Yesterday we reported that Attorney General William Barr held a press conference earlier this week during which he slammed tech giant Apple for not doing more to help investigators examine the digital contents of the iPhones owned by the terrorist who attacked Naval Air Station Pensacola in December, leaving three American service members dead—eight others were wounded in the attack.
The assailant—a second lieutenant in the Royal Saudi Air Force whose name merits no mention in this space—had two iPhones in his possession during the attack. Both devices were damaged, but later repaired by FBI technicians.
Barr said that the FBI quickly received court approval on probable cause to search the devices, and complained that Apple has been slow to cooperate with the process of unlocking the devices to see what information may be gleaned.
While investigators have found no evidence that the gunman had co-conspirators, Barr and the investigators in the case say that the only way to know for certain whether he discussed the attack with others is to unlock the phones—which are locked with unknown pass codes and encrypted—and examine their digital contents.
"This situation perfectly illustrates why it is critical that investigators be able to get access to digital evidence once they have obtained a court order based on probable cause," Barr said. "We call on Apple and other technology companies to help us find a solution so that we can better protect the lives of Americans and prevent future attacks."
Apple maintains that it has responded to numerous FBI requests for assistance during the investigation, and that their responses "have been timely, thorough, and are ongoing."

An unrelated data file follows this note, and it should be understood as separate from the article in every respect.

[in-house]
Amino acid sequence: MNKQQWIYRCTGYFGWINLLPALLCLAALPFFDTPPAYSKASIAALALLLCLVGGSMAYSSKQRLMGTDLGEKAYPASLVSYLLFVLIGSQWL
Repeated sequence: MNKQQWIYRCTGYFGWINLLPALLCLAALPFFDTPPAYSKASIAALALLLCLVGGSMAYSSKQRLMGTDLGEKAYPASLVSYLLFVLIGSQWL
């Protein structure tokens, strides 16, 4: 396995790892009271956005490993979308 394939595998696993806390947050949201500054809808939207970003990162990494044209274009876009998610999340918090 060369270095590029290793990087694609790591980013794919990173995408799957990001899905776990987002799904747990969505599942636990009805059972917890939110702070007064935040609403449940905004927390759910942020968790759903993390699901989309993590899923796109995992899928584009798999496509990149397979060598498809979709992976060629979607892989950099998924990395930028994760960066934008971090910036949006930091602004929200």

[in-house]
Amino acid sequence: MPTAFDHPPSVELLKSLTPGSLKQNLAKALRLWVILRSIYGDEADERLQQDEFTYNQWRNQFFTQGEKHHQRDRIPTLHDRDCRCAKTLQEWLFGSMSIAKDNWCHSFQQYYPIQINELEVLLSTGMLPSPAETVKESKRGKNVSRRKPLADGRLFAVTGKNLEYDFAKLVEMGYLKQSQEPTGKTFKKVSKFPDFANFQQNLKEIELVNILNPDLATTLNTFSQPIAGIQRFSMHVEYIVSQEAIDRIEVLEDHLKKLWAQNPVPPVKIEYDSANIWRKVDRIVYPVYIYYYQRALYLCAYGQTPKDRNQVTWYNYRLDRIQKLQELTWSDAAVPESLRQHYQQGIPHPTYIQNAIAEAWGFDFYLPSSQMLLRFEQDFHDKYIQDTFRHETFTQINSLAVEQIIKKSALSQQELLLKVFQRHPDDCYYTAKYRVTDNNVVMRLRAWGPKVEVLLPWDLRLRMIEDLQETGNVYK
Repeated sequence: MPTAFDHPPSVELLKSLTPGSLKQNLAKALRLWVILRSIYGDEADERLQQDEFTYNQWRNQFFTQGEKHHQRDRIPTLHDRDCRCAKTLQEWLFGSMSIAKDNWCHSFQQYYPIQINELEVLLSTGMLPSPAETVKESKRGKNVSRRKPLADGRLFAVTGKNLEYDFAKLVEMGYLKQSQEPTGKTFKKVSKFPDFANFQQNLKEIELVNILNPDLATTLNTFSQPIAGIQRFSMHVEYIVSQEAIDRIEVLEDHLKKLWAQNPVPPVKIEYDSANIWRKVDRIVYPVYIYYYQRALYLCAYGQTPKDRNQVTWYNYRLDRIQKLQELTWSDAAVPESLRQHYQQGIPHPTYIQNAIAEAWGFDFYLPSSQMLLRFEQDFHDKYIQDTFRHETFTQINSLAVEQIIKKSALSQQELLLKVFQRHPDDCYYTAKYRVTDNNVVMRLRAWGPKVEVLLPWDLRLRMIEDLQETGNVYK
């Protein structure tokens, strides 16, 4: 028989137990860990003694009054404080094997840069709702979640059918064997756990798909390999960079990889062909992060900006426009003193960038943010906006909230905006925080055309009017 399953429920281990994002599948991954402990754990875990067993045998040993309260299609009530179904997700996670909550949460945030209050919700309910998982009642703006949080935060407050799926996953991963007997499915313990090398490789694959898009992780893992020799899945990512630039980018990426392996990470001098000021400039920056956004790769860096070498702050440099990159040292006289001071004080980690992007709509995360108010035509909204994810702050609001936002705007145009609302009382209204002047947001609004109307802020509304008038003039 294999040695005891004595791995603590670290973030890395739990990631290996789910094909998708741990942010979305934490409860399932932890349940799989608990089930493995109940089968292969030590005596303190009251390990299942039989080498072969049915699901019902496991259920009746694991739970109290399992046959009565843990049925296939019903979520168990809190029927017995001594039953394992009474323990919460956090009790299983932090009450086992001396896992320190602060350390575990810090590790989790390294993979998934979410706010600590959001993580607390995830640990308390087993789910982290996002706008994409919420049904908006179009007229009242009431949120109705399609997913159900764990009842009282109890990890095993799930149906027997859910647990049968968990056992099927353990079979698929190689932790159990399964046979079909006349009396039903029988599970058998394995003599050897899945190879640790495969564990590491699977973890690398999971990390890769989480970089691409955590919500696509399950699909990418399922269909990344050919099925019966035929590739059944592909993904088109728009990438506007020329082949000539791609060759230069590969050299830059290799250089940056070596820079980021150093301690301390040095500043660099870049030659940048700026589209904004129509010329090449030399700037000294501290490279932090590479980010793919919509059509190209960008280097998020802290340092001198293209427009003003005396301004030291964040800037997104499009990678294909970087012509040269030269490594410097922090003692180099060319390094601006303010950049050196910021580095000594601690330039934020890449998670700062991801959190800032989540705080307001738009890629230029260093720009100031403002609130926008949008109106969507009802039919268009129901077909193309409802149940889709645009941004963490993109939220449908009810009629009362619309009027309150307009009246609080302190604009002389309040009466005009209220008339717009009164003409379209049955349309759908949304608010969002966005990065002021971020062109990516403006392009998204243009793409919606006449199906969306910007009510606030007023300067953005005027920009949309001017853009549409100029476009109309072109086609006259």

The company said in a statement, "Apple has great respect for the Bureau's work, and we will work tirelessly to help them investigate this tragic attack on our nation."
The statement added that Apple had quickly complied with several earlier requests for access to iCloud backup material, account information and transactional data.
We've been down this road before, and we will surely revisit it again, so let's examine where we've come from and where we're going with regard to the balance between safety and privacy in the digital space.
Déjà Vu, All Over Again
This dispute places Apple—one of the world's largest and most powerful technology companies—once again on the side of protecting the digital privacy of an accused jihadist terrorist.
Indeed, the current dust-up between Apple and the DOJ is nothing new—it's simply the most visible recent example of the tension between the two parties that has existed since the FBI asked Apple to create a new version of the iPhone operating system (iOS) which would defeat certain security features on the phone used by one of the terrorists who killed 14 people and wounded 22 others in San Bernardino in 2015.
Apple—and other tech firms—have said that creating vulnerabilities in their encrypted products would jeopardize internet security for law-abiding citizens and make users more prone to attack from cybercriminals.
There is certainly some truth to that assertion. There should remain strong safeguards that allow innocent, law abiding American citizens to retain their right "to be secure in their persons, houses, papers, and effects, against unreasonable searches and seizures."
However, it should be noted that in the case of the terrorist who attacked members of the American military on sovereign American soil last December at the western edge of Florida's panhandle was not an American citizen, and consequently—in my estimation anyway—should not be afforded that Constitutional right.
Setting aside the assailant's nationality for the moment—because the possibility exists that an American born terrorist could very well one day become the subject of a similar situation—let's examine the larger notion of simply investigation crimes in the digital realm.
All About Digital "Stuff"